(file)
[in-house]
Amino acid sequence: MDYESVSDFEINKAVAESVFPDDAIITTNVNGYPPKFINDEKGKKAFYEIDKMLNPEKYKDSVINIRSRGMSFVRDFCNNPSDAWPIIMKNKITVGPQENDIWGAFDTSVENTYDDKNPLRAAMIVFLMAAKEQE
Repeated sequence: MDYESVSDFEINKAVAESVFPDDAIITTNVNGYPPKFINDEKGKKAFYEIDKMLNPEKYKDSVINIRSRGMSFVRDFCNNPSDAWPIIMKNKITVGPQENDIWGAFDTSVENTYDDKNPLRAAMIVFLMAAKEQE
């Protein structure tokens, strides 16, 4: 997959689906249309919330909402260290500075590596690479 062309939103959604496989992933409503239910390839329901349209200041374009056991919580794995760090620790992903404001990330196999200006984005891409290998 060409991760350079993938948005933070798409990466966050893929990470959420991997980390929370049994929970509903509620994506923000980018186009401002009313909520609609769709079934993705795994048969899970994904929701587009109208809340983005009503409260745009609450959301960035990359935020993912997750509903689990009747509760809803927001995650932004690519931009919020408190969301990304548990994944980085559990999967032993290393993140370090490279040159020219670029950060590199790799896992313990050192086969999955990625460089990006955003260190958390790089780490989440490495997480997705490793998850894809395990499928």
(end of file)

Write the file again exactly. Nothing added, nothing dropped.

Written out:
[in-house]
Amino acid sequence: MDYESVSDFEINKAVAESVFPDDAIITTNVNGYPPKFINDEKGKKAFYEIDKMLNPEKYKDSVINIRSRGMSFVRDFCNNPSDAWPIIMKNKITVGPQENDIWGAFDTSVENTYDDKNPLRAAMIVFLMAAKEQE
Repeated sequence: MDYESVSDFEINKAVAESVFPDDAIITTNVNGYPPKFINDEKGKKAFYEIDKMLNPEKYKDSVINIRSRGMSFVRDFCNNPSDAWPIIMKNKITVGPQENDIWGAFDTSVENTYDDKNPLRAAMIVFLMAAKEQE
């Protein structure tokens, strides 16, 4: 997959689906249309919330909402260290500075590596690479 062309939103959604496989992933409503239910390839329901349209200041374009056991919580794995760090620790992903404001990330196999200006984005891409290998 060409991760350079993938948005933070798409990466966050893929990470959420991997980390929370049994929970509903509620994506923000980018186009401002009313909520609609769709079934993705795994048969899970994904929701587009109208809340983005009503409260745009609450959301960035990359935020993912997750509903689990009747509760809803927001995650932004690519931009919020408190969301990304548990994944980085559990999967032993290393993140370090490279040159020219670029950060590199790799896992313990050192086969999955990625460089990006955003260190958390790089780490989440490495997480997705490793998850894809395990499928």